Fri., Feb. 19, 1999
Nuclear Waste Row Erupts
By Lyuba Pronina
Russian environmentalists blasted the Atomic Energy Ministry last Monday for trying to secure an amendment to a federal law that will give the green light for other countries to dump their nuclear waste on Russian territory.
The cash-strapped ministry, in search of money to "upgrade" the nuclear industry, is pushing through an amendment to the law on protection of the environment that would eliminate the unwelcome hurdle currently prohibiting the storage of foreign nuclear waste.
The amendment proposed by deputy Sergei Shashurin of the People's Power group has been discussed and approved by the leaders of the Communist Party (KPRF), Our Home Is Russia (NDR), Vladimir Zhirinovsky's liberal democrats (LDPR), Agrarian and Russian Regions parliamentary factions, as well as by head of the Duma security committee Viktor Ilyukhin and head of the Duma budget committee Aleksander Zhukov. The Chairman of the State Duma Gennady Seleznyov has filed a letter with Prime Minister Yevgeny Primakov to examine the expediency of the amendment.
On Monday environmentalists, together with the Yabloko Duma faction, followed with the intent to stall the amendment at the governmental level.
"We are against this amendment because the country does not have the capacity to process this waste," Aleksei Yablokov, co-chairman of the Social Environmental Union, said at a press conference on Monday. Three reprocessing plants in Krasnoyarsk, Tomsk and Chelyabinsk built in the Soviet times are all in terrible shape, desperately struggling to deal with Russia's own waste. To build new plants and renovate the existing ones, for which the ministry is trying to raise funds, will cost a "colossal" $15-20 billion said environmentalists. Even the amount of money received through nuclear waste storage would be only a small portion of what is necessary for the construction.
Greenpeace previously made public the negotiations between the atomic energy ministry and the Swiss government to dispose of its 2,000 tonnes of spent nuclear fuel and 500 cubic meters of highly radioactive waste for $10 million. This was grudgingly confirmed by ministry officials, but only at the level of intentions.
Among other interested parties Greenpeace named are Germany, Spain, South Korea, Taiwan and possibly Japan.
On Monday, the Social Environmental Union unveiled yet another document. In a recent letter to the U.S. Secretary of Energy, William Richardson, head of the ministry Yevgeny Adamov was courting the American side over the possibility of permanently housing U.S. nuclear waste.
"... given the search for ways to develop mutual relations between the United States and Russia, including in the field of nuclear power, it seems to us that it would be advisable to examine the question of the possible transfer, on a commercial basis, of spent fuel from U.S. nuclear power plants to Russia for its long-term storage and subsequent reprocessing at the Russian Federation Minatom (Ministry of Atomic Energy) enterprises," the letter read.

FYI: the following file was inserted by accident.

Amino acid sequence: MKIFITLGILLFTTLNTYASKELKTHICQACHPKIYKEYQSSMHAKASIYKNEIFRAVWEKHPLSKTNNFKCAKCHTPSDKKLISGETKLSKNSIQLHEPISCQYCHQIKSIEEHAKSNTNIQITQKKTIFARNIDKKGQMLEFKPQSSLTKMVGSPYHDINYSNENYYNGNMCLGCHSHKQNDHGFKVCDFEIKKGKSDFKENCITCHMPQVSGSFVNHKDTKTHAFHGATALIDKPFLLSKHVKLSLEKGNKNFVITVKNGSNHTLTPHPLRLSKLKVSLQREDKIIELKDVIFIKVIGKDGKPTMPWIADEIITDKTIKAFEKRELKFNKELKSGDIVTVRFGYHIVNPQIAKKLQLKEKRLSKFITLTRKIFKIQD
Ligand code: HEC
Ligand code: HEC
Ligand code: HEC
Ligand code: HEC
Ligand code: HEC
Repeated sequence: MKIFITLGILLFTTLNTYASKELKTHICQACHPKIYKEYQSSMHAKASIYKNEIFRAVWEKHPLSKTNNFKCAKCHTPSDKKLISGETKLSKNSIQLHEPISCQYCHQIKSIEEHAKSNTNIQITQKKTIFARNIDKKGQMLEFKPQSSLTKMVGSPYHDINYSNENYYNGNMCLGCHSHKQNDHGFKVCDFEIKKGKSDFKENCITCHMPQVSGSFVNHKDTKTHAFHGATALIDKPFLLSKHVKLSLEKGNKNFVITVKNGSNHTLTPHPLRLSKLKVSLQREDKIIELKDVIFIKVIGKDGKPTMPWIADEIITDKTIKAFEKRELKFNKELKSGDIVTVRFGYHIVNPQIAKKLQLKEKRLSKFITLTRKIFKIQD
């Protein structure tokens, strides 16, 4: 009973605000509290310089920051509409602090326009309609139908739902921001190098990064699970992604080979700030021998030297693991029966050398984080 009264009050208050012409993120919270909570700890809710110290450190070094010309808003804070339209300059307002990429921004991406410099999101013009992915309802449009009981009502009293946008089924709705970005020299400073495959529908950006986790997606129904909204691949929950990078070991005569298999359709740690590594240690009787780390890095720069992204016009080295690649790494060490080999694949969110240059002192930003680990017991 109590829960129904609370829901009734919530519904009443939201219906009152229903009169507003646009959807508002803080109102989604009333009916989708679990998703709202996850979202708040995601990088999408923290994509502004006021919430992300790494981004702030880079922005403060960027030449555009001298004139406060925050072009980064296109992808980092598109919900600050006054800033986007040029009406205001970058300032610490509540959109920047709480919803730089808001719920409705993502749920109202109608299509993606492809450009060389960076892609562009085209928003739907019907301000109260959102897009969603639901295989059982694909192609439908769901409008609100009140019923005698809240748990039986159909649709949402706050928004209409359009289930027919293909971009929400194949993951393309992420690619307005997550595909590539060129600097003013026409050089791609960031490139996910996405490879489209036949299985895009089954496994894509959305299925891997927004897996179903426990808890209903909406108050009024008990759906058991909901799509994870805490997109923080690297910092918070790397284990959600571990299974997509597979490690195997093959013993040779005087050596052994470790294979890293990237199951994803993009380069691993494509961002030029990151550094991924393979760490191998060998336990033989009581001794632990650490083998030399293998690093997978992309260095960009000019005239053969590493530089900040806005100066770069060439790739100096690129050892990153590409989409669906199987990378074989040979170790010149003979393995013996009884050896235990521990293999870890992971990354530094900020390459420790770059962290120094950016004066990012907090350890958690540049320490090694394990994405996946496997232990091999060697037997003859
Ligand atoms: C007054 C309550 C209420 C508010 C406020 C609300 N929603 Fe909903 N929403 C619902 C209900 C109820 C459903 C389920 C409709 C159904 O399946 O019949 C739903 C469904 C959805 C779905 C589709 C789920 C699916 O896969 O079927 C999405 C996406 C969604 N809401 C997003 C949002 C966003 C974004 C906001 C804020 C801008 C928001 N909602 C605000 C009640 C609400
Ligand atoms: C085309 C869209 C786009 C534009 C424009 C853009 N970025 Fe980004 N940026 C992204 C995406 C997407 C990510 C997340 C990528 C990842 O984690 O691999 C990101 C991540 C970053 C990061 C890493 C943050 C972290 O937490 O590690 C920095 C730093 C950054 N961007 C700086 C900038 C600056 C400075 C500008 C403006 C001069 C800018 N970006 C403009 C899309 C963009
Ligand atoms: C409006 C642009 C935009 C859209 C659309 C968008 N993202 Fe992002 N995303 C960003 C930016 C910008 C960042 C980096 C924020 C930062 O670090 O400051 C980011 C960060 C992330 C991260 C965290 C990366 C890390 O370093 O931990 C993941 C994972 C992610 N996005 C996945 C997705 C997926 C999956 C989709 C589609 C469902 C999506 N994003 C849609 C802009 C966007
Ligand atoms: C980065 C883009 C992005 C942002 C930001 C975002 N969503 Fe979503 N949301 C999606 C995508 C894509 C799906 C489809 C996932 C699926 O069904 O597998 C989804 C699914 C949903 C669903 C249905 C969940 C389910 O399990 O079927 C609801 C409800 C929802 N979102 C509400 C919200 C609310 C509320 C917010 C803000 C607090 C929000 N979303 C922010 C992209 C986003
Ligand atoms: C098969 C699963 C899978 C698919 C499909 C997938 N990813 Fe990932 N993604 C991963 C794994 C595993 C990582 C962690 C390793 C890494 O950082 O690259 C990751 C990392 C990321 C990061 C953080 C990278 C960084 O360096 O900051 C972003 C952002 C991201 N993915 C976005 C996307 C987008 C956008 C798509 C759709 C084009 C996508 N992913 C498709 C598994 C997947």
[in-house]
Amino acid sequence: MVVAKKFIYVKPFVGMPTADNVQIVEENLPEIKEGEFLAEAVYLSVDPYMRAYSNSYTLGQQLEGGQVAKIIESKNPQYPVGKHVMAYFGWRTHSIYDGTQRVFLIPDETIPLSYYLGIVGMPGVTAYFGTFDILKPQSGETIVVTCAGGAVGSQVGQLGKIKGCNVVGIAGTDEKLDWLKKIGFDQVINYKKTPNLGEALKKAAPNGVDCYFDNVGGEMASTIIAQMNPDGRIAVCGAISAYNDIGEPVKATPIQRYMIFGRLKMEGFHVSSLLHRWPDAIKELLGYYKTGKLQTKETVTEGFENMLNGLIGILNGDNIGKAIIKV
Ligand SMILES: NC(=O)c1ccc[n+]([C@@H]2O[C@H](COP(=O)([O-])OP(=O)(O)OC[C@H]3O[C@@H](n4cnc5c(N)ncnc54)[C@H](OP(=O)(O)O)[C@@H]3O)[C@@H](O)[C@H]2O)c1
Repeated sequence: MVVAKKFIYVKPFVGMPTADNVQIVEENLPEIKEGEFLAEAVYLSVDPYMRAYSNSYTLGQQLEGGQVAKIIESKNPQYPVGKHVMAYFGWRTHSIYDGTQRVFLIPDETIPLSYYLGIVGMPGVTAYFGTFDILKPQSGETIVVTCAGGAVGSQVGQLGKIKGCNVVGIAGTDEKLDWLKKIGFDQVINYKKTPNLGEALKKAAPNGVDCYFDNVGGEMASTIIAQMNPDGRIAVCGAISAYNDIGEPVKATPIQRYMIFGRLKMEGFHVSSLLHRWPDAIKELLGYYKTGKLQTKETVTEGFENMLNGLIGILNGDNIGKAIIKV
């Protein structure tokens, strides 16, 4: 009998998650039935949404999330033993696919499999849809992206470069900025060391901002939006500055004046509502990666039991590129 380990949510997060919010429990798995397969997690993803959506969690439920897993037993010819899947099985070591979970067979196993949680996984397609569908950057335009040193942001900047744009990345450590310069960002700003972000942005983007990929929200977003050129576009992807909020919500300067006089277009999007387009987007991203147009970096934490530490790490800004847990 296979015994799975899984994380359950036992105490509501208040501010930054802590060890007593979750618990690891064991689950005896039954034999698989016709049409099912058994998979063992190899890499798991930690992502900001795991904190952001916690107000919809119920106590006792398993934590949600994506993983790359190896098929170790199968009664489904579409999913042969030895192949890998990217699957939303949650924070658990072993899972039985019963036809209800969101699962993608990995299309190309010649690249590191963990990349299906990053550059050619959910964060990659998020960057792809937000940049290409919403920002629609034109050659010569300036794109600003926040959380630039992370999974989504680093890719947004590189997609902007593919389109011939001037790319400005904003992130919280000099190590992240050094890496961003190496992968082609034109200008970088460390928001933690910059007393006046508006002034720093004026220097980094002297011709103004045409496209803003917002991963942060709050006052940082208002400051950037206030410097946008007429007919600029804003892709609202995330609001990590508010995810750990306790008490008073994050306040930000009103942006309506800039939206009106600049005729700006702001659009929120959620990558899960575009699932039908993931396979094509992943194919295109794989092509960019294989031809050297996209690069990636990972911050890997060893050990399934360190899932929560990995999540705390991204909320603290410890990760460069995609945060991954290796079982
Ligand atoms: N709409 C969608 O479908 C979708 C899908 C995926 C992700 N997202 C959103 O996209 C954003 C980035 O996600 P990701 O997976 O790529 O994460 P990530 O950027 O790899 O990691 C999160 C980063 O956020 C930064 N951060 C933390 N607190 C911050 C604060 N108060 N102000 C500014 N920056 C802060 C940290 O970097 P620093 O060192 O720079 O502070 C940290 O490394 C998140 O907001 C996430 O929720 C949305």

"We could examine different versions for implementing that approach, both with and without the return of highly active reprocessing products to the United States."
The offer in itself, though seemingly "highly lucrative," is also against the federal law on the protection of the environment.
"Russia is virtually turning into a commercial dump for Eastern and Western nuclear waste," says Vladimir Slivyak, coordinator for the anti-nuclear campaign of the Social Environmental Union, who provided the copy of the letter.
The ministry and the deputies in favor of the amendment also seem to be concerned about the ever-growing pile of home-produced nuclear waste. Shashurin could not be reached on Monday. But his aide, who also took part in the drafting of the amendment, supported the fact that Russia's nuclear waste must to be dealt with urgently.
"It (nuclear waste) is scattered throughout the entire country," said the aide, who demanded anonymity. "We have no funds to reprocess this waste, so the idea proposed by deputy Shashurin will help to raise this money. Russia has unique technologies to reprocess nuclear waste. Countries such as Taiwan and Japan offer us money in return for accommodating 10 percent of their waste."
The entire program, deputies say, should fetch no less than $200 billion. "For 10 percent of their waste, we would get rid of 90 percent of ours. This is the only way out," the aide said. Authors of the amendment also hope the money received for the waste will help resolve a host of social problems.
However, environmentalists argue that the fund raising program is nothing but a ploy. "It looks like the ministry is trying to deceive us. They are not going to reprocess the waste. [Not having sufficient capacity] they want to use the territory of Russia as a nuclear dump, get the money and have it at their disposal," said Yablokov.
"This money is aimed to fill state coffers but it will not be given to pensioners, doctors or teachers, but will be wasted as before," said Lidiya Popova, director of the Center of Nuclear Ecology and Energy Policy. Environmentalists cited the example of how $1 billion provided by the European Council was wasted over the past ten years.